Music takes over Des Moines on final day of 80/35

The second and final day of the 80/35 music festival washed over downtown Des Moines with a frenzy of performers.


Wyatt Dlouhy

William Hehir of Misterwives plays the bass during the 2019 80/35 Festival in downtown Des Moines on Saturday, July 13, 2019. Misterwives formed in 2012 and have opened for other artists such as Panic! at the Disco, Twenty One Pilots, and Paramore. (Wyatt Dlouhy/The Daily Iowan).

Lauren Arzbaecher, Arts Reporter

The festival grounds were brimming with energy on the final day of the 80/35 music extravaganza in downtown Des Moines on July 13.

The day started out a bit cooler than the previous one, clouds spotting the sky during And the Kids’ and Lady Revel’s indie-rock and soul performances. The big-band sound of Chicago-based band Sidewalk Chalk shook up the crowd with an alluring mix of hip-hop, jazz, funk, and soul.

Sadat X & El Da Sensei encouraged audience participation in their set on the main Hy-Vee stage, the hip-hop steeped in the style of ’90s East Coast rap. The duo was fully engaged with the audience throughout the performance, directing call-and-response sections in several songs by splitting the crowd in half, each side assigned with a particular lyric. 

The second day featured some of the youngest performers of 80/35, Girls Rock Des Moines taking the Gen Z stage with a lineup of young female groups. Now in its seventh year, Girls Rock is a nonprofit that provides music education for young girls and female-identifying individuals, said Dori Jansma, the president of the organization’s board. 

Wyatt Dlouhy
MarKaus performs at the Iowa Public Radio Live Sessions stage during the 80/35 festival in downtown Des Moines on July 13. The set ended with a cover of “Bulls on Parade,” by Rage Against the Machine. (Wyatt Dlouhy/The Daily Iowan).

“Some of our girls start with some music experience, others have none,” Jansma said. “They learn an instrument, they form a band, they write a song … it’s all about empowerment and finding your voice.”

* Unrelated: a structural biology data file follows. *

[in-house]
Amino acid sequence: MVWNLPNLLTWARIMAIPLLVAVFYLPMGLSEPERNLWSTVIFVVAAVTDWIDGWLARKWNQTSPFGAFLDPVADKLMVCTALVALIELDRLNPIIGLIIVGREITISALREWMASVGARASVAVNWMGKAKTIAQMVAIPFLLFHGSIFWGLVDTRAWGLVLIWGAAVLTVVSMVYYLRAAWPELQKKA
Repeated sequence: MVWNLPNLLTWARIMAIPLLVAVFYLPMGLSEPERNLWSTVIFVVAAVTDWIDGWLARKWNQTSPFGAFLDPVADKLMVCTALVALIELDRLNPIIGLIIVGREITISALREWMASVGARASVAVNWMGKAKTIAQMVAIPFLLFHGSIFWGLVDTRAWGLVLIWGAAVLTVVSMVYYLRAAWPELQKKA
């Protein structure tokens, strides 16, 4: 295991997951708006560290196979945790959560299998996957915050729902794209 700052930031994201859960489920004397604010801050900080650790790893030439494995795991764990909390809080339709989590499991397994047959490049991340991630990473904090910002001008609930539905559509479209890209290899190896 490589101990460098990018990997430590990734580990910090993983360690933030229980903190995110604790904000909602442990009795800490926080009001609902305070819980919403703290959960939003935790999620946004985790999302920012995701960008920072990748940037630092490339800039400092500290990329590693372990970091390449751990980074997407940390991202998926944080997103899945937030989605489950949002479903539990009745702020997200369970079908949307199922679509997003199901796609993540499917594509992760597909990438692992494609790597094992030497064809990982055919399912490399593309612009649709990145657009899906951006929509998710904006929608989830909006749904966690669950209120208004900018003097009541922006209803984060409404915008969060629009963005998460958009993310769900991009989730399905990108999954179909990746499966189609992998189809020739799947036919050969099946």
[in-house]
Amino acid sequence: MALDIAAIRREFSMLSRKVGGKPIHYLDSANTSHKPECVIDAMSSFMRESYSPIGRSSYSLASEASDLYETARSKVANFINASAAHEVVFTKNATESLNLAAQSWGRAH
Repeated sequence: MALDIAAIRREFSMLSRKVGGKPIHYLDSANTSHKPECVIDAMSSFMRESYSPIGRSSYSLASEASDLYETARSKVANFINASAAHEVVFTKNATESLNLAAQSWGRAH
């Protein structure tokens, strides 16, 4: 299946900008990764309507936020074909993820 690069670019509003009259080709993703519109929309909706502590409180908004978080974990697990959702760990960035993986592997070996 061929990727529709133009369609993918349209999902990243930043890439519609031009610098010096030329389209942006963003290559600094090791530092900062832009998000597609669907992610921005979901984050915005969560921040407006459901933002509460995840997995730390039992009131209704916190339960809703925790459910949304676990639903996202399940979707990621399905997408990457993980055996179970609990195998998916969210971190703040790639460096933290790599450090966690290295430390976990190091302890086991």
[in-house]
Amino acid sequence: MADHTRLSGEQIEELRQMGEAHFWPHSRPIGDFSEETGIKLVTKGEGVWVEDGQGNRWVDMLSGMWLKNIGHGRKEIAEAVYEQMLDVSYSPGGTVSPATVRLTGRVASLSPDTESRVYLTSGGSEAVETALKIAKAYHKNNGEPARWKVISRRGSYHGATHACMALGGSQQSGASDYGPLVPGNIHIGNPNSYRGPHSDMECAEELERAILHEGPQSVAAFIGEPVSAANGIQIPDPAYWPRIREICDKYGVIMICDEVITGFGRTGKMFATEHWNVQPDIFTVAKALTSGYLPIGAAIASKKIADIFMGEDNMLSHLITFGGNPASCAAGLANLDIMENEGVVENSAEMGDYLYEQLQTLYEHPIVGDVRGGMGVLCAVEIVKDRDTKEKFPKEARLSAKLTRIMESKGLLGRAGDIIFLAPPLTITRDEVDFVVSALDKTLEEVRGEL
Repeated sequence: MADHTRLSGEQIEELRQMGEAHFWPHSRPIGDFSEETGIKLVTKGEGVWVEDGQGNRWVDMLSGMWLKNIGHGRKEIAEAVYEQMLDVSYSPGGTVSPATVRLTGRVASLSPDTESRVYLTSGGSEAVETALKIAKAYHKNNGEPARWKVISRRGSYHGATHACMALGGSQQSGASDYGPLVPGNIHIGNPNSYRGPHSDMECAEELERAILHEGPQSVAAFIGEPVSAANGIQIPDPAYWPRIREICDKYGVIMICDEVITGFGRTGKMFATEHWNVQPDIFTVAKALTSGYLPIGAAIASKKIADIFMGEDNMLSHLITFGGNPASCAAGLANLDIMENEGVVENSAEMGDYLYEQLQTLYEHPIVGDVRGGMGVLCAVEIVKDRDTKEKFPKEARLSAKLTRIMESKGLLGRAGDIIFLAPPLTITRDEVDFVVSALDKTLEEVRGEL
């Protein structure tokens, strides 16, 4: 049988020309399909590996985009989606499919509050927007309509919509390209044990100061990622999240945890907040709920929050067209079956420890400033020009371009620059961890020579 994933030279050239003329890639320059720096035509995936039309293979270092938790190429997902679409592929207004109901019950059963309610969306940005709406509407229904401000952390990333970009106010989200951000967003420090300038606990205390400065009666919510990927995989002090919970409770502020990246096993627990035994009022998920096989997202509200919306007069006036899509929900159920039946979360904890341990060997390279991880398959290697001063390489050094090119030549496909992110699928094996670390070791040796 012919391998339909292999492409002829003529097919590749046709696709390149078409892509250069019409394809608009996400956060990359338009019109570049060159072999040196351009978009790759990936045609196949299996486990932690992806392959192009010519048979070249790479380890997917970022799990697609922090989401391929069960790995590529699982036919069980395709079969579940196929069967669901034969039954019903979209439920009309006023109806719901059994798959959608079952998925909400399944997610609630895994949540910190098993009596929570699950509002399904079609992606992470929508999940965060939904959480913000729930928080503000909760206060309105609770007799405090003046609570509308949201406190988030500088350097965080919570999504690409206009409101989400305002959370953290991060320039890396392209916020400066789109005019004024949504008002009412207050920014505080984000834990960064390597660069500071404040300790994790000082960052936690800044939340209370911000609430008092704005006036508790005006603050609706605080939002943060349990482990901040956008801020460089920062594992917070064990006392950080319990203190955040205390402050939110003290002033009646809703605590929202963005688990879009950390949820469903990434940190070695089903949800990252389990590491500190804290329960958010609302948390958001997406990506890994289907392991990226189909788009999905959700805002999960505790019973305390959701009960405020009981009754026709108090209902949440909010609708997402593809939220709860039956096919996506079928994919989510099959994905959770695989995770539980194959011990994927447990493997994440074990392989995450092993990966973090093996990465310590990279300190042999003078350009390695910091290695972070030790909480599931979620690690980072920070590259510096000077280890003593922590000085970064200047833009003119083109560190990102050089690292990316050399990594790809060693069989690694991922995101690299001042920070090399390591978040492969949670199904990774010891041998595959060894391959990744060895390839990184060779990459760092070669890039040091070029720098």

RELATED: First day of 80/35 fills Des Moines with vibrant music 

Music festivals come with a lot of mouths to feed, and 80/35 had no shortage of food available. Food trucks lined the streets with many delicious offerings, from shaved ice to totchos, Tater Tots adorned with nacho toppings. 

Some artists who had performed the previous night returned to play again on the smaller stages, but many bands made their festival débuts on the second da. Adorned with cowboy hats, the Other Brothers rocked a late-afternoon performance with a red-hot blues sound. Folk duo the Harmeleighs slowed things down, using music to explore such issues such as mental illness as the musicians played songs from their soon to be released concept album She Won’t Make Sense.

80/35 has plenty of donors who help to organize the festival, but what truly makes everything run smoothly is a large staff of volunteers. First-time volunteer Nathan Van Boor said getting involved was relatively easy and very enjoyable.

“Honestly, my favorite thing about 80/35 is the sense of community,” he said. “Everybody here is just smiling and having a good time. Even if they are just coming by to get some shade, they’re still happy to see you.”

Wyatt Dlouhy
Members of the audience cheer as Misterwives performs at the Hy-Vee main stage during 80/35 in downtown Des Moines on July 13. (Wyatt Dlouhy/The Daily Iowan).

The second-to-last band to take the Hy-Vee main stage was Misterwives. Decked out in neon, lead singer Mandy Lee led the explosive pop set as the band made a dancer out of everyone in the crowd. Lee’s high energy was infectious and stirred the audience into a frenzy.

“I have such a girl crush on her,” festival goer Kaitlyn Rote said about Lee after the Misterwives set. “She’s like a new Gwen Stefani. It was amazing.”

And finally, to close out 80/35, it was time for Portugal. The Man. To open the set, the band invited a member of the Iowa Meskwaki Nation up to the stage to perform a traditional Native American dance. A psychedelic light display accompanied the equally psychedelic alt-rock sound, a compilation of dreamlike keyboard and complex guitar riffs.The performance affected the crowd to such an extent that even after the show, much like the band’s hit single, one could feel it still.

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